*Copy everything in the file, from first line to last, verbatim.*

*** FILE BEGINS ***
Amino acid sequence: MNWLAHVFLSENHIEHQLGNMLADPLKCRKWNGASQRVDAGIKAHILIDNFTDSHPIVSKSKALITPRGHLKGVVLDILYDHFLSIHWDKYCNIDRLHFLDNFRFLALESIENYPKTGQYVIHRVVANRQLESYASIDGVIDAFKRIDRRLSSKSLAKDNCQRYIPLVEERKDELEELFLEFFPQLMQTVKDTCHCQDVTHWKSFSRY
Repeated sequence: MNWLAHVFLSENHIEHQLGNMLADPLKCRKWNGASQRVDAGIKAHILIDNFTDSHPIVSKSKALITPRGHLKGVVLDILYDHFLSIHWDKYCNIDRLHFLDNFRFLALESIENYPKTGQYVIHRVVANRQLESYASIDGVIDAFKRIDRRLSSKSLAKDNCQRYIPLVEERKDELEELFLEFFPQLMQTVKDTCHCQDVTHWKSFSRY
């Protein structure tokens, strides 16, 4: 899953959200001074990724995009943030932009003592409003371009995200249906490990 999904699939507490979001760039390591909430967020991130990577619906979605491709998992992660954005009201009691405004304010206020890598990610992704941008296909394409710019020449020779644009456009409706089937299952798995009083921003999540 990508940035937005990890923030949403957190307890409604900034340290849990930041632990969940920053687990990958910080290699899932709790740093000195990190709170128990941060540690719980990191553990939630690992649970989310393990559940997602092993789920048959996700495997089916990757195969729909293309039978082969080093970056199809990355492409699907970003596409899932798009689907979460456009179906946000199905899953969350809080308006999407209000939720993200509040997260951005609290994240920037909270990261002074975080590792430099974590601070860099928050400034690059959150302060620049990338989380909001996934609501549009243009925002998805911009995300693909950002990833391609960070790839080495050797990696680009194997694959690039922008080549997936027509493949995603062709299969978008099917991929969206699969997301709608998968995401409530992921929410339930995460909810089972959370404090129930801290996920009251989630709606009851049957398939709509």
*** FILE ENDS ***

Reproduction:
Amino acid sequence: MNWLAHVFLSENHIEHQLGNMLADPLKCRKWNGASQRVDAGIKAHILIDNFTDSHPIVSKSKALITPRGHLKGVVLDILYDHFLSIHWDKYCNIDRLHFLDNFRFLALESIENYPKTGQYVIHRVVANRQLESYASIDGVIDAFKRIDRRLSSKSLAKDNCQRYIPLVEERKDELEELFLEFFPQLMQTVKDTCHCQDVTHWKSFSRY
Repeated sequence: MNWLAHVFLSENHIEHQLGNMLADPLKCRKWNGASQRVDAGIKAHILIDNFTDSHPIVSKSKALITPRGHLKGVVLDILYDHFLSIHWDKYCNIDRLHFLDNFRFLALESIENYPKTGQYVIHRVVANRQLESYASIDGVIDAFKRIDRRLSSKSLAKDNCQRYIPLVEERKDELEELFLEFFPQLMQTVKDTCHCQDVTHWKSFSRY
């Protein structure tokens, strides 16, 4: 899953959200001074990724995009943030932009003592409003371009995200249906490990 999904699939507490979001760039390591909430967020991130990577619906979605491709998992992660954005009201009691405004304010206020890598990610992704941008296909394409710019020449020779644009456009409706089937299952798995009083921003999540 990508940035937005990890923030949403957190307890409604900034340290849990930041632990969940920053687990990958910080290699899932709790740093000195990190709170128990941060540690719980990191553990939630690992649970989310393990559940997602092993789920048959996700495997089916990757195969729909293309039978082969080093970056199809990355492409699907970003596409899932798009689907979460456009179906946000199905899953969350809080308006999407209000939720993200509040997260951005609290994240920037909270990261002074975080590792430099974590601070860099928050400034690059959150302060620049990338989380909001996934609501549009243009925002998805911009995300693909950002990833391609960070790839080495050797990696680009194997694959690039922008080549997936027509493949995603062709299969978008099917991929969206699969997301709608998968995401409530992921929410339930995460909810089972959370404090129930801290996920009251989630709606009851049957398939709509």